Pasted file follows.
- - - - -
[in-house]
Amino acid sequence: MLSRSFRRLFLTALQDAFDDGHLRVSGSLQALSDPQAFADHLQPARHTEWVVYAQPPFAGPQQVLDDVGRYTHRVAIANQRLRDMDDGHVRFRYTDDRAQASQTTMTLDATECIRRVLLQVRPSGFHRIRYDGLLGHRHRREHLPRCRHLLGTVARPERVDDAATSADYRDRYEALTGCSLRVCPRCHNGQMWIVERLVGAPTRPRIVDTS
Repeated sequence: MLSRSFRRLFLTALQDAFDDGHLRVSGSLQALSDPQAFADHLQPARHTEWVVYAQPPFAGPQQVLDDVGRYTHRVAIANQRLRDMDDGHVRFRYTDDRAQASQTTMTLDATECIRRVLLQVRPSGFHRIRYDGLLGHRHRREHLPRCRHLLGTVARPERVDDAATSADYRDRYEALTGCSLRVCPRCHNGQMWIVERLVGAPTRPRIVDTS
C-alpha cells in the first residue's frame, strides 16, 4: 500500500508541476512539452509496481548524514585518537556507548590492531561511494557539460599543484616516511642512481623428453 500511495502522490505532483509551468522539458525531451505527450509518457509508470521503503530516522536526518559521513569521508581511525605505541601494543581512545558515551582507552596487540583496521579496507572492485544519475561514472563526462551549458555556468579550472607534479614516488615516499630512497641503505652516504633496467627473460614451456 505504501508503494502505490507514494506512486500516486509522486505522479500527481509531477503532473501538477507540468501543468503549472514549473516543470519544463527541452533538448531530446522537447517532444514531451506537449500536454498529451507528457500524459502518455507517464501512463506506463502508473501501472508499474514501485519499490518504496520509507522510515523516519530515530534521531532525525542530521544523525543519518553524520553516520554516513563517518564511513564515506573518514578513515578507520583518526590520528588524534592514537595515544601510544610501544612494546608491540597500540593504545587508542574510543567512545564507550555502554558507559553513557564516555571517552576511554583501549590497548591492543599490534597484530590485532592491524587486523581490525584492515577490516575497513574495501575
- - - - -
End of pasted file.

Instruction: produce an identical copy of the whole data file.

[in-house]
Amino acid sequence: MLSRSFRRLFLTALQDAFDDGHLRVSGSLQALSDPQAFADHLQPARHTEWVVYAQPPFAGPQQVLDDVGRYTHRVAIANQRLRDMDDGHVRFRYTDDRAQASQTTMTLDATECIRRVLLQVRPSGFHRIRYDGLLGHRHRREHLPRCRHLLGTVARPERVDDAATSADYRDRYEALTGCSLRVCPRCHNGQMWIVERLVGAPTRPRIVDTS
Repeated sequence: MLSRSFRRLFLTALQDAFDDGHLRVSGSLQALSDPQAFADHLQPARHTEWVVYAQPPFAGPQQVLDDVGRYTHRVAIANQRLRDMDDGHVRFRYTDDRAQASQTTMTLDATECIRRVLLQVRPSGFHRIRYDGLLGHRHRREHLPRCRHLLGTVARPERVDDAATSADYRDRYEALTGCSLRVCPRCHNGQMWIVERLVGAPTRPRIVDTS
C-alpha cells in the first residue's frame, strides 16, 4: 500500500508541476512539452509496481548524514585518537556507548590492531561511494557539460599543484616516511642512481623428453 500511495502522490505532483509551468522539458525531451505527450509518457509508470521503503530516522536526518559521513569521508581511525605505541601494543581512545558515551582507552596487540583496521579496507572492485544519475561514472563526462551549458555556468579550472607534479614516488615516499630512497641503505652516504633496467627473460614451456 505504501508503494502505490507514494506512486500516486509522486505522479500527481509531477503532473501538477507540468501543468503549472514549473516543470519544463527541452533538448531530446522537447517532444514531451506537449500536454498529451507528457500524459502518455507517464501512463506506463502508473501501472508499474514501485519499490518504496520509507522510515523516519530515530534521531532525525542530521544523525543519518553524520553516520554516513563517518564511513564515506573518514578513515578507520583518526590520528588524534592514537595515544601510544610501544612494546608491540597500540593504545587508542574510543567512545564507550555502554558507559553513557564516555571517552576511554583501549590497548591492543599490534597484530590485532592491524587486523581490525584492515577490516575497513574495501575